LEGO®* is back in my life in a big way. This is partly because of:
- my 4 year old child
- the awesome LEGO Movie (if you haven’t seen it, I encourage you to do so – it’s life-affirmingly funny and clever)
- the hilarious LEGO Star Wars TV mini-series
- the inspiring LEGO Masters competition
And partly because it never went away anyway. Given all of this, I’m delighted to learn that LEGO is also now something I can legitimately talk about at work (and add to the Scholarly Kitchen‘s Lego canon) because of its growing use in research. This article by The Times (of London)’s science editor Tom Whipple highlights projects in which LEGO has played a pivotal role:
- New Nerve Gas Detector Built with Legos and a Smartphone – Dr Eric Anslyn at the University of Texas at Austin
- “Researchers at the University of Texas at Austin have developed a way to detect the presence, type and concentration of nerve agents in the field using Legos, a smartphone and a chemical sensor.” LEGO was key to the project because they needed people applying the technology around the world to be able to build a “light-tight” space from readily available, simple materials. They’d initially thought about 3D printing but “realized that 3D printers and the materials used in them can be inaccessible, uneven or cost-prohibitive in some parts of the world. That’s when Pedro Metola, a clinical assistant professor at UT, thought of using LEGO bricks. “Legos are the same everywhere you go,” Metola said.”
- Pumpy McPumpface – Dr Ricardo Henriques at UCL
- An “amazing example of how people automated a stupid and tedious task, making it possible to do experiments which were too annoying to perform practically” (in the words of Sergii Pochekailov), this “‘hack’ for fluid exchange in microscopes” (thank you @SangerCytometry for that plain language summary) has its own hashtag (#pumpy) and bioRxiv preprint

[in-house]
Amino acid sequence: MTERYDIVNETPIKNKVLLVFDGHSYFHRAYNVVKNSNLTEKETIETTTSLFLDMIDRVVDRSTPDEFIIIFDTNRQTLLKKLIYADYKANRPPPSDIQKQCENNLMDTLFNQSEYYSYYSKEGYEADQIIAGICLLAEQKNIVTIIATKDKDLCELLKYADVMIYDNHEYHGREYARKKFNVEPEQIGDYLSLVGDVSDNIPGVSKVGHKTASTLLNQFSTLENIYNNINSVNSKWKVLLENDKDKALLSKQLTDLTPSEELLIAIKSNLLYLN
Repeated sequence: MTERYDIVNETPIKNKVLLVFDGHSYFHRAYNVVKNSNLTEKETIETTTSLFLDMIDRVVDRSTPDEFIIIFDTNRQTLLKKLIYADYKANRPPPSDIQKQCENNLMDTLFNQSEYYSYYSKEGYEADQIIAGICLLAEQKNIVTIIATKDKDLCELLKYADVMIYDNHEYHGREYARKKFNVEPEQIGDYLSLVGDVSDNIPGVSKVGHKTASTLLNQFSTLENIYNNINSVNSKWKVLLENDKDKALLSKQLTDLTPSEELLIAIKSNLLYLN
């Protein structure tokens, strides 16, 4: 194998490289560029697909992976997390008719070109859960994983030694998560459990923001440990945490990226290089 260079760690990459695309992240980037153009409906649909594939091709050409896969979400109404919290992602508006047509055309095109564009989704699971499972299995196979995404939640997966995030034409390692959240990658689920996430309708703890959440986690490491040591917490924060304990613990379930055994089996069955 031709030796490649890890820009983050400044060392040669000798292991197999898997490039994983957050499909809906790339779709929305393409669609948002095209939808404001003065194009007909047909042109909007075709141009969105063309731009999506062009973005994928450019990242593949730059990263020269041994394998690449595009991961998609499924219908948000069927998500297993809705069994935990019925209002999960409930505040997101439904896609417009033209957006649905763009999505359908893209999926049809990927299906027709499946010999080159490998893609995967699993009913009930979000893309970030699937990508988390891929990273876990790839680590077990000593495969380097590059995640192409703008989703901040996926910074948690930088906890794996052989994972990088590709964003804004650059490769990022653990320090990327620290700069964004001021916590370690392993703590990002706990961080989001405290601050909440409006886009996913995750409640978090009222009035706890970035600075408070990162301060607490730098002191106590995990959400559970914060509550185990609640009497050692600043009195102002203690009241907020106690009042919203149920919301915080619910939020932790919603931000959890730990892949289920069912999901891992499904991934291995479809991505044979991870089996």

- Tom’s Twitter thread includes plenty more examples of how researchers are using LEGO:
- “I used it to quickly make new mazes for fish.” Robert Holbrook (former neurobiologist)
- “I met someone a few years ago who had built a mouse treadmill from Lego!” Matt Kemp, Managing Director at Scientifica
- “We have a project where we’ve made a microscope out of Lego! We use Lego and an iPhone to image nanoparticles!” Sambur Research Group, Colorado State University (here’s a photo of a Lego microscope, from Lizzy Brama, Senior Laboratory Research Scientist at the Francis Crick Institute)
LEGO is also useful for teaching; Duncan Casey of the Bristol Centre for Functional Nanomaterials describes their “atomic force microscope demo made of Lego, a laser pointer and a mirror.” as “a really nice hands-on demo for schools” while Kerry Noble, a communications consultant and previously the News Editor for Imperial College London, wrote this article about how Professor Joshua Edel is using LEGO for teaching chemistry undergraduates how to build spectrometers (“They need to put the components together at the correct heights and with the correct angles and LEGO allows them to do this to within a few millimetres’ accuracy.”) LEGO was on the agenda at last year’s FORCE 11 conference, in a session designed to help people understand the functionality of Git (version control / source-code management).
You may recall my delight in using toys to explain complex things. How cool that we’re now using toys to build complex things, too.
PS I should acknowledge that “other construction-enabling toys are available.” Although some lack that critical inter-locking capability that makes LEGO so robust.
*Editor’s Note: this post was a bit of a struggle to edit, and resulted in a great deal of time spent down the rabbit hole of the proper use of the word “LEGO”, its capitalization, and correct plural usage (“LEGO bricks” or “LEGO sets” but not “LEGOs”). We’ve tried to follow the LEGO company guidelines where possible, but left any quotes from others intact. We apologize in advance to the LEGO grammar pedants for any errors.